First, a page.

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Archive for June, 2011

Contemporary singer songwriter legend Paul Simon has ranked Hank Williams in the top echelon of all songwriters from all genres in American musical history.

The short posting on a New York  website received some coverage because Simon put Paul McCartney in the top six, but left John Lennon in the second tier. In the comments section there was a bit of debate about the McCartney versus Lennon issue and the  absence of  Bob Dylan on the first tier. The top six are:

George Gershwin

Irving Berlin

Hank Williams

Paul McCartney

Richard Rodgers

Lorenz Hart

Simon put the following in his second tier:

John Lennon

Bob Dylan

Bob Marley

Stephen Sondheim

And then, “maybe I’m in there too”.

Hank Williams recently received a posthumous Pulitzer Prize for his writing as well as inclusion in a Harvard University reference book caller ‘A New Literary History of America’.

Here’s the original article.

So, is there only ONE country music songwriter who deserves to be on that list?

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Sometimes in this media world we live in with the onslaught of self important celebrities coming at us like armies over the hills, it can be a little thing which can reveal who is  really important. Can reveal an artist  from 60 years ago whose persona and his works have survived all the onslaughts of competition from both high and low culture to remain permantly in our artistic consciousness.

This is the kind of cultursl figure who a famous writer of today can use to make a little joke at someone else’s expense and we all get it. You don’t need to explain it; we all GET IT!

I guess there’s a bit of a scandal in  American politics  about a representative who sent some naughty pictures via texting and tweeting to some questionable  women  without his wife’s knowledge.

At the New York Times the most famous political and cultural columnist is a woman called Maureen Dowd.

This week Dowd  ran a column basically tearing a few strips off this politician and a few others like him who have been caught doing really stupid things involving relationships with women they should have avoided if they valued their marriages and their political careers.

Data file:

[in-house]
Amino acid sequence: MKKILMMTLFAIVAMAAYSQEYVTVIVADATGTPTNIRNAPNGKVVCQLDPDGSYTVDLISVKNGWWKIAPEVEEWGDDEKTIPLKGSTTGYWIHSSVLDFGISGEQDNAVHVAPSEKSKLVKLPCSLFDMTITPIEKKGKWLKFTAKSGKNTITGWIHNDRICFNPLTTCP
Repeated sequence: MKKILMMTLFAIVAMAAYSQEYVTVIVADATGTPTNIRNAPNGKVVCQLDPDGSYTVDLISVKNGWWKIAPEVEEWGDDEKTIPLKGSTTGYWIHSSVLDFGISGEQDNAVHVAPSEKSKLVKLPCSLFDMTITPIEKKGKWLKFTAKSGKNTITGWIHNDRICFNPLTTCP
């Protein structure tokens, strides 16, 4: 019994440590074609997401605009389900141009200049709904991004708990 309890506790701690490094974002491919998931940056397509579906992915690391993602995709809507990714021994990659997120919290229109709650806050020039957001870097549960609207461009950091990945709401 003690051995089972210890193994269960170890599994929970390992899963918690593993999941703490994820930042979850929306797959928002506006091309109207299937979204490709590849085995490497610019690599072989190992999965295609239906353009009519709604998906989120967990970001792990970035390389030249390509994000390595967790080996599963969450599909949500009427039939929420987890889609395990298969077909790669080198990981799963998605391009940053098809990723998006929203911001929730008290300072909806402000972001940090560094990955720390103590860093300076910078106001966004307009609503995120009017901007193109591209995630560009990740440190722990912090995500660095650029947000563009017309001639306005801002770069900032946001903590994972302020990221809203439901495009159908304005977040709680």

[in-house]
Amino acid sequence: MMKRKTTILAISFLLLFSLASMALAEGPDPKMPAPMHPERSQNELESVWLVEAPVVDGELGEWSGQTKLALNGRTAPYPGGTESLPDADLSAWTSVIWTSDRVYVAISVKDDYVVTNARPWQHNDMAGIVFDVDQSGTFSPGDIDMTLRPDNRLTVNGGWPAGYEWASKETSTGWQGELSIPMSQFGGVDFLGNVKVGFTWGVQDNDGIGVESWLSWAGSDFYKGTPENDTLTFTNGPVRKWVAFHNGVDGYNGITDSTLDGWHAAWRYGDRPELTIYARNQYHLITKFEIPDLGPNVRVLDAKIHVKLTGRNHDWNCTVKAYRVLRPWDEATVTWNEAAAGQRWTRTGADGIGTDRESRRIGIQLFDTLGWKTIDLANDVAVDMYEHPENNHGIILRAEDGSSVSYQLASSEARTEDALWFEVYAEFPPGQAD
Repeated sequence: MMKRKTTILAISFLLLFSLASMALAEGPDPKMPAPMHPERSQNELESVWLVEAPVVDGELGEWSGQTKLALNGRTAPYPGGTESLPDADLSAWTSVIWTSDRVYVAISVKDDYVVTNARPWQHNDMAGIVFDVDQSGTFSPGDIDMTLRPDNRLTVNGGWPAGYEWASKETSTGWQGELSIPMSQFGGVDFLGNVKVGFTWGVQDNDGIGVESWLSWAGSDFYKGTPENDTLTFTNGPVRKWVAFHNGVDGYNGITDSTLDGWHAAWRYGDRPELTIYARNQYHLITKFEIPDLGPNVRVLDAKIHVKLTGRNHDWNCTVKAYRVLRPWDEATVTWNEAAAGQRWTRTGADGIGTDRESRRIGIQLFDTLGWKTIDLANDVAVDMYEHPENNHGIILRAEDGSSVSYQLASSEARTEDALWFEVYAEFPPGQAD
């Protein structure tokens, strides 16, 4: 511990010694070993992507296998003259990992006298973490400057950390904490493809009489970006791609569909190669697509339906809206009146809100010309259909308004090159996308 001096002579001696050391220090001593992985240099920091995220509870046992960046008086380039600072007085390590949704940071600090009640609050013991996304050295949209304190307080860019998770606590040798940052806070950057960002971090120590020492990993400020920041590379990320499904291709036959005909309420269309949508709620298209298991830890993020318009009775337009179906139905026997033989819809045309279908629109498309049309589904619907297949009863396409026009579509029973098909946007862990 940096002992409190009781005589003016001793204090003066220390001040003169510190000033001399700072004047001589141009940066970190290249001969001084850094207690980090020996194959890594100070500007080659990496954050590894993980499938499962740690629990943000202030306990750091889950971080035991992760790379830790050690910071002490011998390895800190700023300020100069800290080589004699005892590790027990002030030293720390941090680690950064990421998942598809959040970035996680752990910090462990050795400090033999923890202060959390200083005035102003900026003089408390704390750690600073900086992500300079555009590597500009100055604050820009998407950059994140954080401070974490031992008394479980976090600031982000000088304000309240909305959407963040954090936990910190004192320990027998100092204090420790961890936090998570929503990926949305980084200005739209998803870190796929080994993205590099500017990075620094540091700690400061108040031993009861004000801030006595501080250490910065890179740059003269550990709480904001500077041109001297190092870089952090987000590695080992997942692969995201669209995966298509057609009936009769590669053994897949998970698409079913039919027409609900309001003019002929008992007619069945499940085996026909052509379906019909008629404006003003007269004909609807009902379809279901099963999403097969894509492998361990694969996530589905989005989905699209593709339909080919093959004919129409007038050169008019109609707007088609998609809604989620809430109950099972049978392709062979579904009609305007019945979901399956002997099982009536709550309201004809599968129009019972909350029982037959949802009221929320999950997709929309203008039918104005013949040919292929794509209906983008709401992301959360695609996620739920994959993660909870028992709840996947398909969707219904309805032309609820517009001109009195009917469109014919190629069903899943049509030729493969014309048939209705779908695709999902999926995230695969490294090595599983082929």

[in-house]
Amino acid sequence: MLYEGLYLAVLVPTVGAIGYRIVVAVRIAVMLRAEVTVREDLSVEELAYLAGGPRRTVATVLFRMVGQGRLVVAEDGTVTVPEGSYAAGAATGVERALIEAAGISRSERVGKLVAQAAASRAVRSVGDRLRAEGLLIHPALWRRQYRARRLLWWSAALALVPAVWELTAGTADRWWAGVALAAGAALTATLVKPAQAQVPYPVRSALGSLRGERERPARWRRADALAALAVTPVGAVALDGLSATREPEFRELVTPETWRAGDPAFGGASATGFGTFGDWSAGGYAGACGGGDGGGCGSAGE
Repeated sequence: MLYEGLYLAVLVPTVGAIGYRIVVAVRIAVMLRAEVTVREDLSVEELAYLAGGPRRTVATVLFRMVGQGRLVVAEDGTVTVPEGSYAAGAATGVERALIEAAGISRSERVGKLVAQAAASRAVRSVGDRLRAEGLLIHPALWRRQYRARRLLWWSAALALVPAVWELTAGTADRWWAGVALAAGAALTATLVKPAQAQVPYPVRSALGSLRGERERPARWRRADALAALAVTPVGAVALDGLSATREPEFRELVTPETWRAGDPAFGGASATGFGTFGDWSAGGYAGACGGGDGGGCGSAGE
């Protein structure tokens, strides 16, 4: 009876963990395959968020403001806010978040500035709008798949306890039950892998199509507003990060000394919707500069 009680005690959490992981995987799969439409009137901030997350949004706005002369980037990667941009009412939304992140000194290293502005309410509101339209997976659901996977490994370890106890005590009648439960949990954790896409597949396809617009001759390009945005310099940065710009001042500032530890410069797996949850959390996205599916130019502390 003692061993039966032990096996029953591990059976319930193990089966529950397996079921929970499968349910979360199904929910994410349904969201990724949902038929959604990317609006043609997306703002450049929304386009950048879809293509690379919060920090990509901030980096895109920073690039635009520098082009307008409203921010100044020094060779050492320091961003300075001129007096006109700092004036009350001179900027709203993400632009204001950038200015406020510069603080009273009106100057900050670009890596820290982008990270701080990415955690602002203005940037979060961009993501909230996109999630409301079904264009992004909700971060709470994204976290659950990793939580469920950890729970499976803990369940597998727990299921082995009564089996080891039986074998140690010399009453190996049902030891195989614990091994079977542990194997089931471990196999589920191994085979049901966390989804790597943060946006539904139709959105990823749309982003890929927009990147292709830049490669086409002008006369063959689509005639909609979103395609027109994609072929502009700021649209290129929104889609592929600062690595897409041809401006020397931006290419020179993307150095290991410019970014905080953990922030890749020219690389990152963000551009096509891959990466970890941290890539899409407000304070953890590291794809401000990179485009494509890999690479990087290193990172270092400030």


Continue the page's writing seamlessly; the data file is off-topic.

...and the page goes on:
Finally the point. You can check it out. New York Times, Op Ed section Wednesday June 8, 2011.

The title of the column:

“Your Tweetin’ Heart”, that’s right: “Your Tweetin’ Heart”.

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The new Hank Williams based movie ‘The Last Ride’ was screened several times last week at the Little Rock Film Festival. The movie was directed by well known Arkansas film maker Harry Thomason. It stars Henry Thomas as a Hank Williams based character.

The name Hank Williams is not used in the movie and apparently the sound track does not include Hank Williams music.

‘The Last Ride’ received a negative review in The Arkansas Times which I linked to in the previous post. However, comments on a ‘Last Ride’ Facebook page are positive.

A Little Rock TV interview Jett Williams strongly endorses the movie. She says she was “blown away” when she first saw the film. There are 4 Jett Williams’ songs on the soundtrack. She says she likes the way the film focusses on the relationship between the Hank Williams character and his fictionalized driver.

People who hang on every detail of the the Hank Williams’ biography will not like the liberties with the story which are taken here, I suspect. But Jett, at least, has accepted the filmmakers intention to tell a deeper story about the reality of Hank Williams life and death.

Here’s a link to the TV interview with Jett.

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The negative review comes from in the Arkansas Times ‘Rock Candy’ blog. The movie opened at the Little Rock Film Festival on Wednesday night June 1, 2011. Lindsey Millar likes the views of  Arkansas sites filmed by director Harry Thomason a native of the state. The movie was entirely shot in Arkansas.

But as for the film itself, she’s not too pleased.

Otherwise, I can’t think of any other reason to recommend this fictionalized take on the last days of Hank Williams. There’s no character development. No conflict that’s not formulaic. And the only action — some wild highway driving and a bar fight — looks like something out of a “Dukes of Hazzard” episode.

Meanwhile, I had a comment from someone who saw the film, which was  posted on one of my earlier articles about ‘The Last Ride’. Foxy Lady likes the Arkansas settings and finds the overall theme quite acceptable.

Foxy Lady

You have to give Last Ride credit for making the period correct in buildings, clothes, and the old cars were great. We loved seeing the Round Top Oil Station (how many are left like that), the small church with old wood pews, it all looked like it was perfect locations for the film. Lots of films leave you wondering what happens next but no cliff hanger here, he dies after living a sad life trying to make his fans happy. We need to respect that.

Give it a chance you may really like it, we did.

Here’s a link to the blog post in the Arkansas Times.

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